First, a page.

‘Her Infernal Descent’ #1 an Alighieri-esque journey of sorrow and perhaps hope
Are you looking forward to a new comic book but it’s impossible for you to wait for its release before you know what we thought about it? That’s why there’s DoomRocket’s Advanced Reviews — now we assess books you can’t even buy yet. This week: ‘Her Infernal Descent’ #1, out April 18 from AfterShock Comics.
By Brendan F. Hodgdon. There has been a long and prestigious tradition of literary journeys through Hell. From Paradise Lost and the Divine Comedy through to certain sections of Sandman, authors have loved exploring the Underworld and how it relates to the present moment. And now, Lonnie Nadler, Zac Thompson, Kyle Charles et al. have humbly thrown their hats into the ring with their new AfterShock series, Her Infernal Descent.
One thing that makes this book stand out from the get-go is the mundane nature of our protagonist, Lynn. She isn’t a fallen angel or the author’s romanticized self or some other larger-than-life figure. She’s just an older woman who has lost her family and readily grasps at a chance to be reunited with her loved ones in Hell, courtesy of an apparition of William Blake. In choosing this character as the focal point, Thompson & Nadler have made a much more grounded and relatable iteration of this quest, which makes the bizarre happenings of the issue all the more impactful.
What also makes their approach so effective is how droll and straight-faced they play things. Lynn is barely startled by the sudden appearance of a random poet’s ghost, and seems thoroughly unimpressed by the gradual twisting of reality all around her. The interplay between her, Blake, and the other literary ghosts they come across is very dry and entertaining, thanks to a script filled with constant rhyming that is fun instead of insufferable. This matter-of-fact approach to the story allows Nadler & Thompson to cover a lot of ground effectively.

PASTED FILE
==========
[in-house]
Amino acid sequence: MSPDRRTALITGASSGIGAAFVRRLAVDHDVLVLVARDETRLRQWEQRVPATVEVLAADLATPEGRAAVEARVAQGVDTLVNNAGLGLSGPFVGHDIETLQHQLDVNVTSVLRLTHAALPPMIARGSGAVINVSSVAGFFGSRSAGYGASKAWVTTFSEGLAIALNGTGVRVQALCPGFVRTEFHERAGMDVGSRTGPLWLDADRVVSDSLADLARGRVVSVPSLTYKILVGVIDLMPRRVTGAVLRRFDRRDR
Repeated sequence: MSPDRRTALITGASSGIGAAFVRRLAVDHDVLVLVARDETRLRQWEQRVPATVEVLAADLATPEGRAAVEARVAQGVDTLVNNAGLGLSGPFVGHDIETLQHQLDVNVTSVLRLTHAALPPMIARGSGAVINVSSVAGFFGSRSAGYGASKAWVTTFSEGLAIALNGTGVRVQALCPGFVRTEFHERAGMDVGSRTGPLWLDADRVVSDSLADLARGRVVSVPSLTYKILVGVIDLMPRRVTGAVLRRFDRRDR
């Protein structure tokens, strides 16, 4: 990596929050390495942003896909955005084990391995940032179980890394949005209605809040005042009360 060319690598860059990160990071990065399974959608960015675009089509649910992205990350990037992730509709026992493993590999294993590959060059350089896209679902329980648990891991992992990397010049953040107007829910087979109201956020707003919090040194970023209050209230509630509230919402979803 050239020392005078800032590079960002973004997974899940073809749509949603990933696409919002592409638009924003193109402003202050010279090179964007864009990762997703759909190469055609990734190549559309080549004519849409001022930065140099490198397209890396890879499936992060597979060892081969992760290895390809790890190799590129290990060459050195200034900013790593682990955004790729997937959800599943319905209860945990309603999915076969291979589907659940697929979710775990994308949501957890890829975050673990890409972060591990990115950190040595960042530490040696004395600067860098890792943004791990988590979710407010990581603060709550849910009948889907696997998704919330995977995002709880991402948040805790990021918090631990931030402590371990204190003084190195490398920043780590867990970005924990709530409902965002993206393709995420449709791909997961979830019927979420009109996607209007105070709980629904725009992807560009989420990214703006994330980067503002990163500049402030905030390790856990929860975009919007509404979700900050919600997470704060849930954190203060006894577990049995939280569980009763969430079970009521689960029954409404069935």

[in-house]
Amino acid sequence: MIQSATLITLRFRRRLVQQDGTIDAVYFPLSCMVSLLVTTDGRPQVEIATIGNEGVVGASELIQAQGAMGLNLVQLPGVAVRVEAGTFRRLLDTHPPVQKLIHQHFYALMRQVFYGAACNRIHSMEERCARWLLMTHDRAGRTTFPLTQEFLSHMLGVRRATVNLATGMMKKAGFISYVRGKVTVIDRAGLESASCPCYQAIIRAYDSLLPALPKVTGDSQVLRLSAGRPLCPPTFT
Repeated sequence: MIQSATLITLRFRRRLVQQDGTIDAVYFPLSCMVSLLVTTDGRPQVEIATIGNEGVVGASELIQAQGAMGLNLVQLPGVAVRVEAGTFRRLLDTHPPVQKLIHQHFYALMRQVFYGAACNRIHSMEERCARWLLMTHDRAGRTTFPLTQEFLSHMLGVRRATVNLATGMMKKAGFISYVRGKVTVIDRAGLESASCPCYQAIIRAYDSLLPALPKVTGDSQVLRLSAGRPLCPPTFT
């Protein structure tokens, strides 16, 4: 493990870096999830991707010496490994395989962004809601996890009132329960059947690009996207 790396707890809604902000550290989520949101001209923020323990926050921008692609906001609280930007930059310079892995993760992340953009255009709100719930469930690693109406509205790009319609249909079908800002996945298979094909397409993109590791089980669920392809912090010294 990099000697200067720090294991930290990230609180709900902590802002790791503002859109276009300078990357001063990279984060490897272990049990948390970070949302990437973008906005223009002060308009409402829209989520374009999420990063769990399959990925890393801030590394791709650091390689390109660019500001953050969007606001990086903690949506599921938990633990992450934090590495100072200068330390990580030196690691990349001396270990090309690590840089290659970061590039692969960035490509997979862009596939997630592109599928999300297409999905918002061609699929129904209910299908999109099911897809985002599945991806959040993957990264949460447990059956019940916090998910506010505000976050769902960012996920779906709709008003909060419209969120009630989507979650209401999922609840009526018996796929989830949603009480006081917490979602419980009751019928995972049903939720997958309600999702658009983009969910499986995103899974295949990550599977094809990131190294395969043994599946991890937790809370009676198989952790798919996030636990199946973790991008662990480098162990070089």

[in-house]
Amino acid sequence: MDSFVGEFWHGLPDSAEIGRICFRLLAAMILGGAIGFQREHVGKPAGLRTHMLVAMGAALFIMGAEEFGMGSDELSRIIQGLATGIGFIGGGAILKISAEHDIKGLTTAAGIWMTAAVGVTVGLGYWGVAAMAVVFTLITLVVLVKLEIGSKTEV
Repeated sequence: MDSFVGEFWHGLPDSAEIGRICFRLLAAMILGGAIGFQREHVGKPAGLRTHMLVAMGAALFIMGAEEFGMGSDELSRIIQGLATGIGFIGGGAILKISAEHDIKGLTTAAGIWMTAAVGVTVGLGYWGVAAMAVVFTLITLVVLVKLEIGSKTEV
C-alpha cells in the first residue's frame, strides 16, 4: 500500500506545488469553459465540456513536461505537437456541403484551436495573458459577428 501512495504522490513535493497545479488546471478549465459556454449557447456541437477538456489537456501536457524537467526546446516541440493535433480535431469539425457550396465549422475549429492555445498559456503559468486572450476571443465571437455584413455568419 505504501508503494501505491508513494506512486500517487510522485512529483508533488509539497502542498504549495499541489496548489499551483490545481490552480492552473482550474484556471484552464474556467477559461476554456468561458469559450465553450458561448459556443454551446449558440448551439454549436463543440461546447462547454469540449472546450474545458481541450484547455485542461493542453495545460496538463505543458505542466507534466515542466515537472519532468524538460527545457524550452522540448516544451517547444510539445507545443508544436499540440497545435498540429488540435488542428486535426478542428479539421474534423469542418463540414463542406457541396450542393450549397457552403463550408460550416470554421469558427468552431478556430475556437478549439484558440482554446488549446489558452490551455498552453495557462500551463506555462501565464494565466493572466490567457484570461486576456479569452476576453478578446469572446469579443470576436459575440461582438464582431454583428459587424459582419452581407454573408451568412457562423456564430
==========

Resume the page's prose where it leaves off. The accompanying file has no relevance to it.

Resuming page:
The work of Kyle Charles supports both of these aforementioned elements very well. In the early going, Charles captures the devastating stillness of the day-to-day life after a tragedy, and conveys a great deal of emotion through simple expressions. And then, once Blake appears and reality begins to shift towards the hellish, Charles delivers bizarre, head-turning imagery (and page layouts) that sell the insanity of Lynn’s situation while maintaining the same clear-headed tone as the script. His depiction of the afterlife feels distinct and fresh, particularly in his design for Charon, and his work handling the likenesses of so many famous authors is very good as well.
What brings it all together is the very raw and tangible sense of depression that permeates the story. The sadness of Lynn’s home life and her lack of shock at the journey she’s taking speak to the blend of outer numbness and inner pain that come from depression and trauma. It’s this earnest depiction of these emotions that fuels the whole thing. From the unglamorous chaos of her home to her single-minded desire to find the souls of her family, even in the face of a cavalcade of angry authors’ ghosts, the suffering and heartache that she’s experiencing can be keenly felt.
Questions of loss and depression, death and love are perpetual concerns for humanity and our art, and the concept of Hell always offers an intense prism through which to consider such unsettling queries. While this isn’t the first or last story to undertake these considerations, it’s still a damn good one, and well worth reading. These collaborators have crafted an incredible work that truly brings this story to life… or death, as it were.
Written by Lonnie Nadler and Zac Thompson.
Art by Kyle Charles.
Colors by Dee Cunniffe.
Letters by Ryan Ferrier.
8.5 out of 10
‘Her Infernal Descent’ hits stores April 18.
Check out this six-page preview of ‘Her Infernal Descent’ #1, courtesy of AfterShock!